September 2019
Volume 19, Issue 10
Open Access
Vision Sciences Society Annual Meeting Abstract  |   May 2019
Grouping does not help you to guide conjunction visual search
Author Affiliations & Notes
  • Igor S. Utochkin
    National Research University Higher School of Economics, Russia
  • Vladislav A Khvostov
    National Research University Higher School of Economics, Russia
  • Jeremy M Wolfe
    Visual Attention Lab, Brigham & Women’s Hospital & Harvard Medical School, United States
Journal of Vision May 2019, Vol.19, 314c. doi:
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      Igor S. Utochkin, Vladislav A Khvostov, Jeremy M Wolfe; Grouping does not help you to guide conjunction visual search. Journal of Vision 2019;19(10):314c.

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      © ARVO (1962-2015); The Authors (2016-present)

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The knowledge of target features can be used to guide attention in many conjunction searches in a top-down manner. For example, in search for a red vertical line among blue vertical and red horizontal lines, observers can guide attention toward all red items and all vertical items. Items with both features would gain greater activation. It could be that attention is guided to the group of red items and the group of vertical items with items neatly divided into those with a target feature and those without. Alternatively, attention might be guided to any reddish and relatively vertical items, with no grouping. We tested whether clear, categorical groups were useful in guided search. Observers searched for color-orientation (Experiment 1) or length-orientation (Experiment 2) conjunction targets. Distractors could form two segmentable groups (e.g blue steep and red flat) or distractors could be “non-segmentable” varying from red to blue and steep to flat discouraging grouping and increasing overall heterogeneity. We found that, when the target was present, the searches were quite efficient in Experiment 1 (~9–14 ms/item) and more efficient in Experiment 2 (~0–6 ms/item). Target-present slopes were not affected by “segmentability” manipulations. However, target-absent slopes were less efficient if one of the dimensions was “non-segmentable” (especially in length-orientation conjunctions). In Experiment 3, we demonstrated that search in “non-segmentable” conjunction sets search no less and could be even more efficient than search in “non-segmentable” feature search. Our results suggest that attention is directly guided by the overlap between top-down activation signals corresponding to target features. The guidance mechanism bypasses grouping and segmentation cues that are very important in other tasks like scene parsing and object recognition.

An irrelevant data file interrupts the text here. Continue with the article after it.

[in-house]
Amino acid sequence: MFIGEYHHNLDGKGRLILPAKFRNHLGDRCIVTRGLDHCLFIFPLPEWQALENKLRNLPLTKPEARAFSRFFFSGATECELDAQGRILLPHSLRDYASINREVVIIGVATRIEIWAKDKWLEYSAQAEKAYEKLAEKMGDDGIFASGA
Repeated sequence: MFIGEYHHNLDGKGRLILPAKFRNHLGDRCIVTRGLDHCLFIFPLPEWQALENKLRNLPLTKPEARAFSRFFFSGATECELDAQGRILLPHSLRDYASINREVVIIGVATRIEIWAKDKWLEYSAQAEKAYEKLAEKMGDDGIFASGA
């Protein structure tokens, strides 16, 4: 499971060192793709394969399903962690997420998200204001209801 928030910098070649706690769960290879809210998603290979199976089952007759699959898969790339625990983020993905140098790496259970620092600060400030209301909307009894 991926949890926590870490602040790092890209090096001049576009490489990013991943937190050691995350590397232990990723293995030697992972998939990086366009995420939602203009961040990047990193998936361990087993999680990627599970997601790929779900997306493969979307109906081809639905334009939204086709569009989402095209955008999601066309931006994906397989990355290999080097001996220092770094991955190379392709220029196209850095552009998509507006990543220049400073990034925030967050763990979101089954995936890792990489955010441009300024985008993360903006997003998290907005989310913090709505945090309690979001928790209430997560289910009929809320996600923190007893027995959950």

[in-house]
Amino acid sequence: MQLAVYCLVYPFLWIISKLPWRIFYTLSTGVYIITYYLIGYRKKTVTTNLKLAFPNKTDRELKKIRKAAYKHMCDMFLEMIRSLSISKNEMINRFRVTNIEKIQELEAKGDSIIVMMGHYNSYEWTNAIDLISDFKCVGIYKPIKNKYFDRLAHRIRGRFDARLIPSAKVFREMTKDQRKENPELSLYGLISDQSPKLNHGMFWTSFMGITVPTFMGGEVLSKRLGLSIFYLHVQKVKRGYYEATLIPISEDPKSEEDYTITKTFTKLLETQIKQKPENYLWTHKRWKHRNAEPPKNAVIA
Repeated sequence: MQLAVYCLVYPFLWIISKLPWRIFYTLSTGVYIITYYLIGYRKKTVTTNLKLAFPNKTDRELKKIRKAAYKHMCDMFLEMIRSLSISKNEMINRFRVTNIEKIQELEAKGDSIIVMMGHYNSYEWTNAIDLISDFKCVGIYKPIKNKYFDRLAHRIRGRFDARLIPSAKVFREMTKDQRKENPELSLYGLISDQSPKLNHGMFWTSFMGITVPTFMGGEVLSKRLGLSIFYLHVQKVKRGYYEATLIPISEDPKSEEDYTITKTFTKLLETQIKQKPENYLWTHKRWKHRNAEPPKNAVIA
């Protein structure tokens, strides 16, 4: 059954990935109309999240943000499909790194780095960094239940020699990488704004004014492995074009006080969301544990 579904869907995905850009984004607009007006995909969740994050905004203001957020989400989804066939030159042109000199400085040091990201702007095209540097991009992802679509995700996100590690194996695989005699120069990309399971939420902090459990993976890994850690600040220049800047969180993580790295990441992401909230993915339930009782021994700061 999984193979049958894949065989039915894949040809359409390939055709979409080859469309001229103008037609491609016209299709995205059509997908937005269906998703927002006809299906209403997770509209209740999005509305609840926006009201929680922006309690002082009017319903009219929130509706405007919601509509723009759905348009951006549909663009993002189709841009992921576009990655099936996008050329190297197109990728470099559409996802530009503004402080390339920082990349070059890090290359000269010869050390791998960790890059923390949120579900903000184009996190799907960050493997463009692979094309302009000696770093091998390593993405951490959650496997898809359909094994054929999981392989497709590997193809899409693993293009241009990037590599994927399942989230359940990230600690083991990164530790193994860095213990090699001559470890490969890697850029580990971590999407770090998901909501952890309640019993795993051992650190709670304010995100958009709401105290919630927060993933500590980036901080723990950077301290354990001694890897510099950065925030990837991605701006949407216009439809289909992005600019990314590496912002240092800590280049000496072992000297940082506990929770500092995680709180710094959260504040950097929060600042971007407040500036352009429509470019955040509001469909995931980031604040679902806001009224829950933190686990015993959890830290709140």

Acknowledgement: Russian Science Foundation, grant 18-18-00334 

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